Saudi Arabia, having extracted a promise of even more U.S. military assistance with which to prosecute its war in Yemen, decided to see how far it could go to leverage its new relationship with the Trump administration. Together with the UAE, Bahrain, and Egypt, it moved against Qatar, a Gulf outlier for its relatively cordial relations with Iran and its relative tolerance for independent journalism in the form of Al Jazeera. This time, the Trump administration was divided, with Trump himself seeming to side with Riyadh while the State Department and the Pentagon stuck up for Doha, a key ally on military matters in the region.
The latest place to experience this Trump effect is Poland. Since Poland is a democracy, at least for the time being, the people fought back and produced an unexpected result.
The Putative Polish Putsch
Trump’s decision to visit to Poland just before the G20 summit was just as pointed as his choice of Saudi Arabia as a first overseas stop. The Polish government that took over 2015, led by the Law and Justice Party (PiS), has taken just the kind of stances that Trump loves: against immigration, against a free press, against the rule of law.
Poland was the perfect place for Trump to hammer home his veiled white supremacist message. Peter Beinart, in The Atlantic, contrasts Trump’s speech in Warsaw to George W. Bush speech there in 2003:
In his 2003 speech, Bush referred to democracy 13 times. Trump mentioned it once. And for good reason. Ideologically, what links the current American and Polish governments is not their commitment to democracy — both are increasingly authoritarian. It is their hostility to Muslim immigration. The European Union is suing Poland’s government for refusing to accept refugees. Among Trump’s biggest applause lines in Warsaw was, “While we will always welcome new citizens who share our values and love our people, our borders will always be closed to terrorism and extremism of any kind.” Given that Trump had linked “our values” to America and Poland’s “tradition,” “faith,” “culture,” and “identity,” it wasn’t hard to imagine whom that leaves out.
Equally important, at least for the PiS audience, was the benediction Trump gave to Poland’s leadership. Poland, Trump said, is “an example for others who seek freedom.”
Shortly after the visit, the Polish ruling party decided to remind the world of precisely what that example represents. It attempted to ram through several laws that would have severely hobbled rule of law in the country. One would have allowed the government to fire all Supreme Court justices and appoint its own replacements; a second would have given parliament, controlled by PiS, the authority to appoint members of the National Council of the Judiciary, a body designed to preserve the independence of the judiciary.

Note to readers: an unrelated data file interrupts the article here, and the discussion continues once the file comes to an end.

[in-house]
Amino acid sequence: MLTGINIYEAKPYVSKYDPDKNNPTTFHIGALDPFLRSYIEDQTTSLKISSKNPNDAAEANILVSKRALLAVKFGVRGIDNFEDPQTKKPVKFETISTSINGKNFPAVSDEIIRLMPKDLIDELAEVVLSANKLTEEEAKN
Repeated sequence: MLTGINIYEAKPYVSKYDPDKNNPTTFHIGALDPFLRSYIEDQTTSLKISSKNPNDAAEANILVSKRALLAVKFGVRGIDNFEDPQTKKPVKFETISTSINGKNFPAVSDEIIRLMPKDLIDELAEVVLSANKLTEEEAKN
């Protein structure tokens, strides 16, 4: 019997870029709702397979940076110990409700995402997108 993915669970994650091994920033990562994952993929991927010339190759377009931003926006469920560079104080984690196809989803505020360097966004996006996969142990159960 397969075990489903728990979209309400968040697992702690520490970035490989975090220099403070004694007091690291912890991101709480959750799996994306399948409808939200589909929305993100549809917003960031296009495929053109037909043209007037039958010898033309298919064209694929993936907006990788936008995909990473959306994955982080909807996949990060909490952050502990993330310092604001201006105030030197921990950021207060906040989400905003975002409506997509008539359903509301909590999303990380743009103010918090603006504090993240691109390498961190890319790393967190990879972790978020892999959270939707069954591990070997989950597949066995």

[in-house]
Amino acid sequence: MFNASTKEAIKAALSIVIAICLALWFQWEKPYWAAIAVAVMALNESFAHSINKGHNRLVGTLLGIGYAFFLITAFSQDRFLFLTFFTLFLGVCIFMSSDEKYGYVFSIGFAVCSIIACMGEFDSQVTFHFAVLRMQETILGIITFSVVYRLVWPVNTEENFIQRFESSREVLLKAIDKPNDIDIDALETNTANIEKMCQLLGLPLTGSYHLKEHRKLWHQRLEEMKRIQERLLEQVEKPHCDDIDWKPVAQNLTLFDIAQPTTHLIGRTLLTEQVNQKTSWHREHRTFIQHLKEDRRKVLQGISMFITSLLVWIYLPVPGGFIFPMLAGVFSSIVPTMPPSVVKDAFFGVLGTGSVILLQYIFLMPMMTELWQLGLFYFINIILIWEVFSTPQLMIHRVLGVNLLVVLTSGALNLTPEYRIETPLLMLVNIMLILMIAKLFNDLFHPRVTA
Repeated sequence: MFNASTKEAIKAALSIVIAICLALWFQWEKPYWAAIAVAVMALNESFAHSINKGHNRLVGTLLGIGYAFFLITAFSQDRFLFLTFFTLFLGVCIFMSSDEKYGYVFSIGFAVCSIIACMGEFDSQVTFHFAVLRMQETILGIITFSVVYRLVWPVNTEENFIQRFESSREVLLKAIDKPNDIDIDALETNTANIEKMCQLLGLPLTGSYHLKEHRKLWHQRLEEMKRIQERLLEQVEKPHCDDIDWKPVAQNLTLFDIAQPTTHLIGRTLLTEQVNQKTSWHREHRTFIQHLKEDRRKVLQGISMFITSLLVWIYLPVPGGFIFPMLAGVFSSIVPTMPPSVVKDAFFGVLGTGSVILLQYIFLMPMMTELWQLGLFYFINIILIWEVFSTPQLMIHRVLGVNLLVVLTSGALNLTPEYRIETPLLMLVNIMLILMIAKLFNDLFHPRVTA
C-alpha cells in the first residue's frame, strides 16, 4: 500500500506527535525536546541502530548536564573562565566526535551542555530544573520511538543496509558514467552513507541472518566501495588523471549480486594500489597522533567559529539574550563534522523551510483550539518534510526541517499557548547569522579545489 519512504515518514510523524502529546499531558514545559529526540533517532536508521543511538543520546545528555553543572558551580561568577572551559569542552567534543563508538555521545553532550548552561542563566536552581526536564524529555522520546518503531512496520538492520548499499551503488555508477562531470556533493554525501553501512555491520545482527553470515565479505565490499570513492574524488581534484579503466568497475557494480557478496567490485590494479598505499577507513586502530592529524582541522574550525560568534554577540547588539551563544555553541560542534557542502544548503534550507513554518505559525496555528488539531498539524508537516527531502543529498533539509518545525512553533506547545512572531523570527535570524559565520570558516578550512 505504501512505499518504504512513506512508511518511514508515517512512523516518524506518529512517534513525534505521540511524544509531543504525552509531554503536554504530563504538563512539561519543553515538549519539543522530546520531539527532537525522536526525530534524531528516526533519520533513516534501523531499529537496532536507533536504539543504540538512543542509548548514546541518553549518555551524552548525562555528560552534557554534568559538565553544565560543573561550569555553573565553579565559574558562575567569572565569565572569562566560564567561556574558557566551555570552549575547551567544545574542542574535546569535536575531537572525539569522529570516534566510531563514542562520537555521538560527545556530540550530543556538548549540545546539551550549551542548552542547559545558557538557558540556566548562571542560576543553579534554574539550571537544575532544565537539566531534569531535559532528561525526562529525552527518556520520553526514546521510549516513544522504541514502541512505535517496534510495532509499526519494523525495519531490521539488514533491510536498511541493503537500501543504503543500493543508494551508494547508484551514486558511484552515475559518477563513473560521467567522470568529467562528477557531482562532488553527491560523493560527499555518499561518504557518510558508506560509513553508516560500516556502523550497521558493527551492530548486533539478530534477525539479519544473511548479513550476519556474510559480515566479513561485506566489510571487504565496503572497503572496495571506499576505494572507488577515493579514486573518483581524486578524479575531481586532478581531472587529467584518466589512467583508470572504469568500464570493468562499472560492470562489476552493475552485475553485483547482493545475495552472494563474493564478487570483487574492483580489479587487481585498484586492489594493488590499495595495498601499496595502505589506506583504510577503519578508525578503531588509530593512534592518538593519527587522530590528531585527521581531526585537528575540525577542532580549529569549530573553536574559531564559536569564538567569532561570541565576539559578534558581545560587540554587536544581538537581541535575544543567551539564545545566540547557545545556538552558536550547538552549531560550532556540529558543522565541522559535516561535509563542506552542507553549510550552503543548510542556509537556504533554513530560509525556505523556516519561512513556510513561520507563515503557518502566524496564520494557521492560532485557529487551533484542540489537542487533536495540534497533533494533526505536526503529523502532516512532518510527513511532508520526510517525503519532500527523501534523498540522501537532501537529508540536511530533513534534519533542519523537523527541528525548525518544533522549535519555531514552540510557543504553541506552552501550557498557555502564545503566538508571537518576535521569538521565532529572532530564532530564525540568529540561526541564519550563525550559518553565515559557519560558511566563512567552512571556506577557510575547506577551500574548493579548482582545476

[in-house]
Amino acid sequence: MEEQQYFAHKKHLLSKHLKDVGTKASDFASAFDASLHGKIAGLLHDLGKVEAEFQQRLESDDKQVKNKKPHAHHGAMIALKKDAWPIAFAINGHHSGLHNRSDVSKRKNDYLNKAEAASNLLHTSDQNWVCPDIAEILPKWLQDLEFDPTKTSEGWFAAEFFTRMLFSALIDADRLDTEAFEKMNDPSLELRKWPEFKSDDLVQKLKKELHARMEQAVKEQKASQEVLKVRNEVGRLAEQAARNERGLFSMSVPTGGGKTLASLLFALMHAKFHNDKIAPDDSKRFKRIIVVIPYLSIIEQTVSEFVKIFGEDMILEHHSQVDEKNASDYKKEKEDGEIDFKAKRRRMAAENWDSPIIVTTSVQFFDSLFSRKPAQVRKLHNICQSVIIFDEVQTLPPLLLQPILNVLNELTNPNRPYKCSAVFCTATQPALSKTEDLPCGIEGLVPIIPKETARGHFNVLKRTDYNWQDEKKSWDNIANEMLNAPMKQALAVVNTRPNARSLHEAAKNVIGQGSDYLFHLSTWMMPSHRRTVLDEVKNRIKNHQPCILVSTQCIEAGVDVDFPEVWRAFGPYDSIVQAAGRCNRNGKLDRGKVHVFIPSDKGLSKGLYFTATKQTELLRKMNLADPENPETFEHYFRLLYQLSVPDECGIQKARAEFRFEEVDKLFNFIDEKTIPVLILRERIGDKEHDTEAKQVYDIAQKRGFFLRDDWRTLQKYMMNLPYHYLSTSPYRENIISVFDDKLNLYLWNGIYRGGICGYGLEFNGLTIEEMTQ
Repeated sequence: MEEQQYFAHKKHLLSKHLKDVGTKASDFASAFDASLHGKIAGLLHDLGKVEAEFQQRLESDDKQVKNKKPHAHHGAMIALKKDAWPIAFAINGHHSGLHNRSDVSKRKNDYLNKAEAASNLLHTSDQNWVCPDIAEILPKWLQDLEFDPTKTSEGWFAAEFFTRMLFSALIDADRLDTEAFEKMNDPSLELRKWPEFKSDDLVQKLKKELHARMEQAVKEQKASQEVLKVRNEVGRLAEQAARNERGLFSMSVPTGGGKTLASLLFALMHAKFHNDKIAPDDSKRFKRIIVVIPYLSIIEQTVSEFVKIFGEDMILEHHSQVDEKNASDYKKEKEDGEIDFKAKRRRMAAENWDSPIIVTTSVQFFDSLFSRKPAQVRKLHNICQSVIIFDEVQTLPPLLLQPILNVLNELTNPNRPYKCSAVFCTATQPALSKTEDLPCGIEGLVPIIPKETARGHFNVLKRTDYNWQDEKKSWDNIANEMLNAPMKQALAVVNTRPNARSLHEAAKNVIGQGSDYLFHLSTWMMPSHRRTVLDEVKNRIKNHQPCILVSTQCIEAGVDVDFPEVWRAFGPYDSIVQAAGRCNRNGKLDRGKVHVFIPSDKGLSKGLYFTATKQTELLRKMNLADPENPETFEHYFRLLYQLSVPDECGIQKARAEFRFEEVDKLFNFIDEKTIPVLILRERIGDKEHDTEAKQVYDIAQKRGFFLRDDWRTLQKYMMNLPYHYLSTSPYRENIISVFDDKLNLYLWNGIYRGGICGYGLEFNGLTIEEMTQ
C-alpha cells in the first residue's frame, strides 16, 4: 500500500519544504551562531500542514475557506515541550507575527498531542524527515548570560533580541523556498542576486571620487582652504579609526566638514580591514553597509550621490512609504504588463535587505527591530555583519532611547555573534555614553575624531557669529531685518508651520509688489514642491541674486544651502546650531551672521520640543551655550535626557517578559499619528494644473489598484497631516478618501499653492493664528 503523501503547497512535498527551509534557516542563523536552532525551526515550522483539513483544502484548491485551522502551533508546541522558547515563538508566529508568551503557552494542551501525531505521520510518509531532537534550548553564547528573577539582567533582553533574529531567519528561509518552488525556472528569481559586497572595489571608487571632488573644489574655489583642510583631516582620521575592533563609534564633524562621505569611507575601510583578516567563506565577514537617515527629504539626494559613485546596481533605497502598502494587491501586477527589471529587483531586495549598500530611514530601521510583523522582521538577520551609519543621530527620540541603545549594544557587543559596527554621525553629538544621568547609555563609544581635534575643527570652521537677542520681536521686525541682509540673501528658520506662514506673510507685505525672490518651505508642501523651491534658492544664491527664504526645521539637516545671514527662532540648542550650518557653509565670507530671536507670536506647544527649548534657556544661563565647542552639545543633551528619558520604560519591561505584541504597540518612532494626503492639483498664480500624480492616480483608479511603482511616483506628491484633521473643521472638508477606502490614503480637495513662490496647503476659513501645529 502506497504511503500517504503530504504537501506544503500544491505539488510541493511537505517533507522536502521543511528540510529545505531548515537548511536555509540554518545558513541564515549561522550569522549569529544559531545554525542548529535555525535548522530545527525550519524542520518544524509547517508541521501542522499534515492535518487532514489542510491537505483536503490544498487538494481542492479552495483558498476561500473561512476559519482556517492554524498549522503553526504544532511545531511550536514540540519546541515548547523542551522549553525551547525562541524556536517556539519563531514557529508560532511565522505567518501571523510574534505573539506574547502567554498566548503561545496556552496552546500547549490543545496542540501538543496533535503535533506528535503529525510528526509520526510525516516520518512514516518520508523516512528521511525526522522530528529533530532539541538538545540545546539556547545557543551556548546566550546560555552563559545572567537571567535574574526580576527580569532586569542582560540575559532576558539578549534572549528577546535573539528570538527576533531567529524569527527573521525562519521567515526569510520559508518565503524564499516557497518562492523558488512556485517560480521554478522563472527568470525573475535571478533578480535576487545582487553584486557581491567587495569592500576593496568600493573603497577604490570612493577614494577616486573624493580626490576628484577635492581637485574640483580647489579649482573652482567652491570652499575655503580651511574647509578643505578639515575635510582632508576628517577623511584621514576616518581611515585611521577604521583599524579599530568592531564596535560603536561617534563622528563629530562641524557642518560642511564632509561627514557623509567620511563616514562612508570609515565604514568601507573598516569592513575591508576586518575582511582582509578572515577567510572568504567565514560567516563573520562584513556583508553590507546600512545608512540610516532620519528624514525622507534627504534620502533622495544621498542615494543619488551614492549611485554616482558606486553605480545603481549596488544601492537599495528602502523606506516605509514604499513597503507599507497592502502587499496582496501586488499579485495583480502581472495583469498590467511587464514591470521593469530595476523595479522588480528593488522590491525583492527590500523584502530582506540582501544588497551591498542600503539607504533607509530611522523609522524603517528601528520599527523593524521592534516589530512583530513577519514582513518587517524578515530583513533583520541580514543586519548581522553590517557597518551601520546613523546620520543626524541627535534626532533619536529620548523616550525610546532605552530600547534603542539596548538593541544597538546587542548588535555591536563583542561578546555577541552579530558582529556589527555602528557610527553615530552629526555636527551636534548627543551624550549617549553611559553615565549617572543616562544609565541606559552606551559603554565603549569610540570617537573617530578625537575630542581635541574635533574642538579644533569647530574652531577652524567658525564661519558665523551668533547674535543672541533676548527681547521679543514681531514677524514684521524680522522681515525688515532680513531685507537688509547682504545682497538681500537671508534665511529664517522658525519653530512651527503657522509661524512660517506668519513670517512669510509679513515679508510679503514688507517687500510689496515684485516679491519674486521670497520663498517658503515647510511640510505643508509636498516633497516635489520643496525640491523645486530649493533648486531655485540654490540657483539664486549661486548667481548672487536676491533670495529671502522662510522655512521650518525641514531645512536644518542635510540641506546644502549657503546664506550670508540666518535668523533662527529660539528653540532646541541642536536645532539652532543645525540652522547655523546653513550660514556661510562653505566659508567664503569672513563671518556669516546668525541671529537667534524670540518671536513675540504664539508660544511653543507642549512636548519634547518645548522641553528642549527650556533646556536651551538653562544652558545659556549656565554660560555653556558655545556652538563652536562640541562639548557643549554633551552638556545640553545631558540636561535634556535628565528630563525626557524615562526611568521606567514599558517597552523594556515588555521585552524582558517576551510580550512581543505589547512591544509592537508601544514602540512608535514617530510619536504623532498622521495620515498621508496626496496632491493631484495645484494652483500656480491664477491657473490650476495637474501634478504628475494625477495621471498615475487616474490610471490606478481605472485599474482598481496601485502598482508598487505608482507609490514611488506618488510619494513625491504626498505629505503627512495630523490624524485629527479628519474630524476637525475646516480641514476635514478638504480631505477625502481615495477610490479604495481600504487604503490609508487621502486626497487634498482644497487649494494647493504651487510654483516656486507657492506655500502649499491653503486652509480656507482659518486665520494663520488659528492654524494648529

Building on earlier moves to eliminate any pesky judicial constraints on its authority, which prompted an EU “probe” into Polish actions, PiS was following a game plan devised by Viktor Orban and Fidesz in Hungary: to clear away all constitutional barriers to creating an illiberal democracy.
The surprise came when Polish President Andrzej Duda vetoed the two bills. A former PiS stalwart — he had to resign from the party when he became president — Duda was responding to an EU threat to suspend Poland’s voting rights as well as the enormous wave of protests that had washed over the country. Hundreds of thousands of Poles took to the streets in Warsaw, and many veterans of the Solidarity era, including Lech Walesa himself, spoke out vehemently against the government.
PiS was furious at this apostasy. It put enormous counter-pressure on Duda to force him to sign the third bill in the package, which gives the justice minister the power to appoint the heads of all lower courts.
The EU is nevertheless following through on its threat to begin proceedings against Poland, beginning with a legal suit filed by the European Commission against the country for breaking rules on judicial independence and sizeable fines from the European Court of Justice.